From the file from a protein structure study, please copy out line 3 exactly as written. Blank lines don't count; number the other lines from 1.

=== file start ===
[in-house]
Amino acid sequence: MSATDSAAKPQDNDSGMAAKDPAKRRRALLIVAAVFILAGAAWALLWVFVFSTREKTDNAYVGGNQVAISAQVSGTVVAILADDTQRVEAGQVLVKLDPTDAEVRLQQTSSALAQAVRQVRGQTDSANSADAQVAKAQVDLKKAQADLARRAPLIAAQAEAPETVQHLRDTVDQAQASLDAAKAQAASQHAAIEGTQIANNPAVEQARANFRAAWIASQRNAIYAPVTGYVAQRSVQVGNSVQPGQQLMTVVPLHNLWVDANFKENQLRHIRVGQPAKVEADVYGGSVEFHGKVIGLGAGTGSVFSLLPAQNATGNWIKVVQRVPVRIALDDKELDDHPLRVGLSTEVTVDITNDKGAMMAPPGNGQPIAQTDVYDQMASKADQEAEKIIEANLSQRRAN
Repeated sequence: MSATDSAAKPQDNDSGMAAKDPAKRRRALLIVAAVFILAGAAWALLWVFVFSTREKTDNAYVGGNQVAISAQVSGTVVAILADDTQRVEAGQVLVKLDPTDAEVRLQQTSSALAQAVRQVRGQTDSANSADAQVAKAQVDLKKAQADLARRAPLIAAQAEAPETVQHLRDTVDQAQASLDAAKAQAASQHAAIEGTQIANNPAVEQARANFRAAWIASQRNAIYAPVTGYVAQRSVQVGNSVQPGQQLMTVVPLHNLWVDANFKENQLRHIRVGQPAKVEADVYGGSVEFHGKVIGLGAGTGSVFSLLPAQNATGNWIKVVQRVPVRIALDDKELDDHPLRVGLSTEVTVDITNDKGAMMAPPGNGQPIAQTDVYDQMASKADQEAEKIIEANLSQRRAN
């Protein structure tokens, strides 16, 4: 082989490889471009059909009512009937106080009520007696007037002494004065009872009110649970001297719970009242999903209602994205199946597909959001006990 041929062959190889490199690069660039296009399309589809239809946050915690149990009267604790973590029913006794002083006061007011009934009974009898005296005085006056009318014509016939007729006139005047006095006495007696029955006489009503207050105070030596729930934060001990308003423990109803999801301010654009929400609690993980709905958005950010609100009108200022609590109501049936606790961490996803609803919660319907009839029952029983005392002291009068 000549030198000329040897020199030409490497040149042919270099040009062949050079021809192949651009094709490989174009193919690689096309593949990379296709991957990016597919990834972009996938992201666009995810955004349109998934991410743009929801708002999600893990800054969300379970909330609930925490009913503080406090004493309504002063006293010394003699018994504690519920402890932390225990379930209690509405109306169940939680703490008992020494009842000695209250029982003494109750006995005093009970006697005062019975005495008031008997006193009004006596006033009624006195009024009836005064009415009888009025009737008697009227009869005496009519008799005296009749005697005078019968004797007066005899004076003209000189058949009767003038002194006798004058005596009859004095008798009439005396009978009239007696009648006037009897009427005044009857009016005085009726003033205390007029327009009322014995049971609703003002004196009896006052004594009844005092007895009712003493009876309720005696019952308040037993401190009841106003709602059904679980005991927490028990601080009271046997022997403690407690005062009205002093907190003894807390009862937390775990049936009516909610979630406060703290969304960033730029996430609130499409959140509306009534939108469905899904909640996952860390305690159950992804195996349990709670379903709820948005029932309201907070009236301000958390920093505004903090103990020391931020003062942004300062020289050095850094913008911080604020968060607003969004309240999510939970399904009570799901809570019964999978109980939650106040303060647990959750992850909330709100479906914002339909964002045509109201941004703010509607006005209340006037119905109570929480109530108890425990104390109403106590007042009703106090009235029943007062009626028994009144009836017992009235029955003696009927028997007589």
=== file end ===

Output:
Repeated sequence: MSATDSAAKPQDNDSGMAAKDPAKRRRALLIVAAVFILAGAAWALLWVFVFSTREKTDNAYVGGNQVAISAQVSGTVVAILADDTQRVEAGQVLVKLDPTDAEVRLQQTSSALAQAVRQVRGQTDSANSADAQVAKAQVDLKKAQADLARRAPLIAAQAEAPETVQHLRDTVDQAQASLDAAKAQAASQHAAIEGTQIANNPAVEQARANFRAAWIASQRNAIYAPVTGYVAQRSVQVGNSVQPGQQLMTVVPLHNLWVDANFKENQLRHIRVGQPAKVEADVYGGSVEFHGKVIGLGAGTGSVFSLLPAQNATGNWIKVVQRVPVRIALDDKELDDHPLRVGLSTEVTVDITNDKGAMMAPPGNGQPIAQTDVYDQMASKADQEAEKIIEANLSQRRAN